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Chapter 3: Cell Phone and Smartphone Technical Specifications

When it comes to the phone itself, you’ll want to remain wary of several smartphone specifications and features. If you buy a phone that’s way too outdated, you’ll just end up buying another soon after to make up for the performance loss. Trust us when we say smartphone specs are a big deal.

To offer an example, let’s take a look at Android.

There are many different software versions for Android, and anything older than 4.0 will be severely lacking in features today. That’s because a large majority of apps on Google Play have been updated for the newer software versions. So, with an older phone, you’ll be plagued with problems, particularly when it comes to finding apps and services that are compatible with your device.

Technical Specifications to Look out For

Techies, geeks and electronic enthusiasts spend a lot of time studying the specifications and hardware functions of a device before buying. They want to know if it’s got all the latest cell phone technical specifications, and if it will be compatible with newer apps.

That may not be the case for you, especially if you’re buying used. That said, you don’t want to end up with a device that’s so old you can barely find compatible apps and support.

What to Look For

The cell phone specs you need to be concerned with for a used smartphone are the following:

  • Battery size and estimated battery life
  • RAM or Memory (you want at least 1 GB)
  • Network type (CDMA, GSM, etc.)
  • SIM card compatibility

Pro Tip: On Android, you can actually use a service test code to run a full diagnostic of a phone. The code is different for each type of device. For example, Samsung has a separate one from HTC. You can read more about that here.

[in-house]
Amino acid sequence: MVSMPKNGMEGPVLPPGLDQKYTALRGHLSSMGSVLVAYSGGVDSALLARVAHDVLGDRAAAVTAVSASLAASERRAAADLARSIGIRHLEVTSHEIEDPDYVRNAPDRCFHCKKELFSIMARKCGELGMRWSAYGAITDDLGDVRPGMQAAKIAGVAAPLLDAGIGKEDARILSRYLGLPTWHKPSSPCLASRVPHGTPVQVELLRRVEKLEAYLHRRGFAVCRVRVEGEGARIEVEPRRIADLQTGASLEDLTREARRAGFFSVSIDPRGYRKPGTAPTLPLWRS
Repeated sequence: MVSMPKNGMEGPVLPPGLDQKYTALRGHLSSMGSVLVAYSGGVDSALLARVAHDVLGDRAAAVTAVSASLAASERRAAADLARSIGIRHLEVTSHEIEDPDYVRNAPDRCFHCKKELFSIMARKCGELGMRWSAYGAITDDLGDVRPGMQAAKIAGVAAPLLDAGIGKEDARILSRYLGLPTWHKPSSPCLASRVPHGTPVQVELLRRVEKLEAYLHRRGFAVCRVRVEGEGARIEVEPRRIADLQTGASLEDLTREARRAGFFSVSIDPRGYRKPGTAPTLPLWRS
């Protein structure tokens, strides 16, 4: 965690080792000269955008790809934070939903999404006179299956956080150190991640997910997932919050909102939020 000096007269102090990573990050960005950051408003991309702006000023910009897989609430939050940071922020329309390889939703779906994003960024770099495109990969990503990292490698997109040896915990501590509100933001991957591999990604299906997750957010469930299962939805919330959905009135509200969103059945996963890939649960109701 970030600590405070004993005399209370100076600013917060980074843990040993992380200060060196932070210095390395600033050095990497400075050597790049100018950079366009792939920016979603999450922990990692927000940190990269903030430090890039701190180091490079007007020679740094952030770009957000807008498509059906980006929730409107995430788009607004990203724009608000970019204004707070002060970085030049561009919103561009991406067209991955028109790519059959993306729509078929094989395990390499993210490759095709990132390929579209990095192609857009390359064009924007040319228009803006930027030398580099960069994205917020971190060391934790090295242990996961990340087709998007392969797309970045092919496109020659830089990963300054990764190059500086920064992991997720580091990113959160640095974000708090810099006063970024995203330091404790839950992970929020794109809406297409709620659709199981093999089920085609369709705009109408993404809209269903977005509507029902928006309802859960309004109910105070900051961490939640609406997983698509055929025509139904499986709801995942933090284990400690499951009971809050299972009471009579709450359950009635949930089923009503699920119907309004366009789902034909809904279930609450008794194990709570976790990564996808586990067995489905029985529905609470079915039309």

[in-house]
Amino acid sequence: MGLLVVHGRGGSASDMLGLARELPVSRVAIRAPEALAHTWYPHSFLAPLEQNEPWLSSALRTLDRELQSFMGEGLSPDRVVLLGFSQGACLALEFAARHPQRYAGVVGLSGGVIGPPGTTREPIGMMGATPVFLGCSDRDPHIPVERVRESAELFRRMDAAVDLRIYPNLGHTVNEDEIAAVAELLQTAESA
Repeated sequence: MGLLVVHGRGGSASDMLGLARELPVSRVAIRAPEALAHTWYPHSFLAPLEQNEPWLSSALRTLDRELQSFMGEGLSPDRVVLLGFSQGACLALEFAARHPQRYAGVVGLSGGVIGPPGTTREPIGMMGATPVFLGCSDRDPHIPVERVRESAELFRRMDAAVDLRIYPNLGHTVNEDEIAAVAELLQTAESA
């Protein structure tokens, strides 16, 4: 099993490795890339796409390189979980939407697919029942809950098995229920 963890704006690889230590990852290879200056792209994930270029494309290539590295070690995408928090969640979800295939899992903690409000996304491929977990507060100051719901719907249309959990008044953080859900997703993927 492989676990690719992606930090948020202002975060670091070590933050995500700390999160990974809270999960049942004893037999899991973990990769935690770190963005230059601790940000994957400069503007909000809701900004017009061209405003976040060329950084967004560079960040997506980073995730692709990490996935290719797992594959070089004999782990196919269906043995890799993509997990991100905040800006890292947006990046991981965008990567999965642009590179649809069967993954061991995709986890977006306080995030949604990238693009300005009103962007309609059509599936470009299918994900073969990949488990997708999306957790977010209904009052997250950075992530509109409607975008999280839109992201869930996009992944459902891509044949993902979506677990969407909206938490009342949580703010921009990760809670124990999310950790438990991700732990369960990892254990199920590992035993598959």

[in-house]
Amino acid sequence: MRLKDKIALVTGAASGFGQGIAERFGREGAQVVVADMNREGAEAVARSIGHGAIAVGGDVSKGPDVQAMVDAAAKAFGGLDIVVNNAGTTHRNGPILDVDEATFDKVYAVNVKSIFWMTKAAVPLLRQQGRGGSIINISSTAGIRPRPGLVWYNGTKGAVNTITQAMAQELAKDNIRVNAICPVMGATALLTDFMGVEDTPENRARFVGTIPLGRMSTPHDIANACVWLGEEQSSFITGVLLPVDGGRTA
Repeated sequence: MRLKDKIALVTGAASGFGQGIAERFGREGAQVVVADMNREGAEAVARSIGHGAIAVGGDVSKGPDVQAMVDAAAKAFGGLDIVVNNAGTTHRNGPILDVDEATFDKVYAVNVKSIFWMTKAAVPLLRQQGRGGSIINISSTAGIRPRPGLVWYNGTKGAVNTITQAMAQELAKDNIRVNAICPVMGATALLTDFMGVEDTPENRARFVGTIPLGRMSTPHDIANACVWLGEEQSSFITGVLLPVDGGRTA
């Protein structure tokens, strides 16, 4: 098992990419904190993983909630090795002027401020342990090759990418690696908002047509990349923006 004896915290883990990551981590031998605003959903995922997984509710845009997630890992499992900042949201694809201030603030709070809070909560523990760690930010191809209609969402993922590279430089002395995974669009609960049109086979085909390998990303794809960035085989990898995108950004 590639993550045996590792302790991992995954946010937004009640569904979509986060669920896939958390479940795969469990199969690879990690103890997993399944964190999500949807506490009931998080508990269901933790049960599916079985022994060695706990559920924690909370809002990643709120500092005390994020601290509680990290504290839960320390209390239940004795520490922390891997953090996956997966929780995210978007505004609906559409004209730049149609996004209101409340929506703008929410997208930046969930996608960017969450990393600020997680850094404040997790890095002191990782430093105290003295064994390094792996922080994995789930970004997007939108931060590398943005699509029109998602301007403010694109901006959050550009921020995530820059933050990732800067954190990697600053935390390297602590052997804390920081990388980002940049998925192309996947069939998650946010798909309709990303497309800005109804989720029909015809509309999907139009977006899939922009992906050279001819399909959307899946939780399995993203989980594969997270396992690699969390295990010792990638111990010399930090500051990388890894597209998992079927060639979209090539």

Stay Away From Old Models

With iPhones, this isn’t as much of a problem. Generally speaking, Apple’s mobile operating system (iOS) remains compatible with older devices, up to a few generations back.

That said, you will notice that older iPhone models sometimes perform more sluggishly on the latest versions of iOS. That’s natural, and it happens because newer software is typically optimized for more powerful hardware. This is really only the case with anything older than the fourth generation.
Plus, it’s more cost-effective to sell your phone and upgrade every three years or so, if we’re talking about the iPhone. So anything below generation four would be in the sweet spot for a trade-in.

But for Android, an older device can mean a boatload of problems. Some of the newest apps aren’t supported on older versions of Android, and those that are supported will be missing features and may even perform worse. There are many underlying reasons for this, but the most obvious is the outdated hardware inside older phones.

That’s not to say they won’t work. You can almost always activate an older phone, and it will work fine for basic communication like phone calls, texting, emails and even social media. But if you decide to go that route, don’t expect it to play the latest and greatest games, or include support for all the latest apps. It can be a real bummer when you want to install something on your device, only to find out it’s not compatible.

We recommend buying an Android running version 4.1 or higher. That does mean your purchase will likely be more expensive, but it’s worth it — especially if you want to take advantage of all that Android has to offer.

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